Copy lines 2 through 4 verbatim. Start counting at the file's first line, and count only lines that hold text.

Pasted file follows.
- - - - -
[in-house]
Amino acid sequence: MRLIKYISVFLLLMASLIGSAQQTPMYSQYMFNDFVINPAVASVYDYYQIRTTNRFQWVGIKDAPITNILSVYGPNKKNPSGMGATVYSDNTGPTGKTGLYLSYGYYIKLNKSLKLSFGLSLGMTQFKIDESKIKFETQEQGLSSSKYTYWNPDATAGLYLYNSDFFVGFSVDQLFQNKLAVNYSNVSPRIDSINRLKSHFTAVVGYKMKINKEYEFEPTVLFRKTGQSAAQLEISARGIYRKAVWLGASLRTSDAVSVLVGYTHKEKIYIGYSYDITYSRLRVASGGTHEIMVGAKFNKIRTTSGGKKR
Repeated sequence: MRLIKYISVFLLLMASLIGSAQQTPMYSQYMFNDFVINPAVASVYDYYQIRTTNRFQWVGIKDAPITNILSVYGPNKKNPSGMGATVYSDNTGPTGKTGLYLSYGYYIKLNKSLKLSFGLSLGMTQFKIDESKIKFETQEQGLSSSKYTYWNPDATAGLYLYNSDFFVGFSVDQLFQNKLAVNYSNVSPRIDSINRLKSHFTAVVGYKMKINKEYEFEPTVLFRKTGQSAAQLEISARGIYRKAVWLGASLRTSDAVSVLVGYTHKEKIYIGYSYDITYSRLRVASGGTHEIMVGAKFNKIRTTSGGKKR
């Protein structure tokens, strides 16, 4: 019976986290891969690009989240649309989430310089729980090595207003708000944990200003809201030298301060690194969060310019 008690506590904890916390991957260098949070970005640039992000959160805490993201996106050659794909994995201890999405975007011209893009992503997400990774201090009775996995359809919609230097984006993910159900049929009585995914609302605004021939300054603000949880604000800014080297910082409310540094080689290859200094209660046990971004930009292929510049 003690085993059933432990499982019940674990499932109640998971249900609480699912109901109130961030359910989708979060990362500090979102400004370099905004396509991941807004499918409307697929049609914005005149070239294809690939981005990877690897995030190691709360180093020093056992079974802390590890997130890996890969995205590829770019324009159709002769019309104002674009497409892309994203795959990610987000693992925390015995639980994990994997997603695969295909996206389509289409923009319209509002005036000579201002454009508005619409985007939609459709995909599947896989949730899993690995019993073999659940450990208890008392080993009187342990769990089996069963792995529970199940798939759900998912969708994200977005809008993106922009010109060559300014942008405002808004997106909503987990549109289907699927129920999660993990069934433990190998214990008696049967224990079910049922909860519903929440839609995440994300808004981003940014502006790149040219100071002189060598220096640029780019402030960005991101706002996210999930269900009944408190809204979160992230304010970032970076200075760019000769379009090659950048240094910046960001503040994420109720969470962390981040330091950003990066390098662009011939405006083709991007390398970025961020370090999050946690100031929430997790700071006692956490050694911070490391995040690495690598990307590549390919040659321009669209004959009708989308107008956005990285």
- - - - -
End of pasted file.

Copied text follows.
Amino acid sequence: MRLIKYISVFLLLMASLIGSAQQTPMYSQYMFNDFVINPAVASVYDYYQIRTTNRFQWVGIKDAPITNILSVYGPNKKNPSGMGATVYSDNTGPTGKTGLYLSYGYYIKLNKSLKLSFGLSLGMTQFKIDESKIKFETQEQGLSSSKYTYWNPDATAGLYLYNSDFFVGFSVDQLFQNKLAVNYSNVSPRIDSINRLKSHFTAVVGYKMKINKEYEFEPTVLFRKTGQSAAQLEISARGIYRKAVWLGASLRTSDAVSVLVGYTHKEKIYIGYSYDITYSRLRVASGGTHEIMVGAKFNKIRTTSGGKKR
Repeated sequence: MRLIKYISVFLLLMASLIGSAQQTPMYSQYMFNDFVINPAVASVYDYYQIRTTNRFQWVGIKDAPITNILSVYGPNKKNPSGMGATVYSDNTGPTGKTGLYLSYGYYIKLNKSLKLSFGLSLGMTQFKIDESKIKFETQEQGLSSSKYTYWNPDATAGLYLYNSDFFVGFSVDQLFQNKLAVNYSNVSPRIDSINRLKSHFTAVVGYKMKINKEYEFEPTVLFRKTGQSAAQLEISARGIYRKAVWLGASLRTSDAVSVLVGYTHKEKIYIGYSYDITYSRLRVASGGTHEIMVGAKFNKIRTTSGGKKR
């Protein structure tokens, strides 16, 4: 019976986290891969690009989240649309989430310089729980090595207003708000944990200003809201030298301060690194969060310019 008690506590904890916390991957260098949070970005640039992000959160805490993201996106050659794909994995201890999405975007011209893009992503997400990774201090009775996995359809919609230097984006993910159900049929009585995914609302605004021939300054603000949880604000800014080297910082409310540094080689290859200094209660046990971004930009292929510049 003690085993059933432990499982019940674990499932109640998971249900609480699912109901109130961030359910989708979060990362500090979102400004370099905004396509991941807004499918409307697929049609914005005149070239294809690939981005990877690897995030190691709360180093020093056992079974802390590890997130890996890969995205590829770019324009159709002769019309104002674009497409892309994203795959990610987000693992925390015995639980994990994997997603695969295909996206389509289409923009319209509002005036000579201002454009508005619409985007939609459709995909599947896989949730899993690995019993073999659940450990208890008392080993009187342990769990089996069963792995529970199940798939759900998912969708994200977005809008993106922009010109060559300014942008405002808004997106909503987990549109289907699927129920999660993990069934433990190998214990008696049967224990079910049922909860519903929440839609995440994300808004981003940014502006790149040219100071002189060598220096640029780019402030960005991101706002996210999930269900009944408190809204979160992230304010970032970076200075760019000769379009090659950048240094910046960001503040994420109720969470962390981040330091950003990066390098662009011939405006083709991007390398970025961020370090999050946690100031929430997790700071006692956490050694911070490391995040690495690598990307590549390919040659321009669209004959009708989308107008956005990285």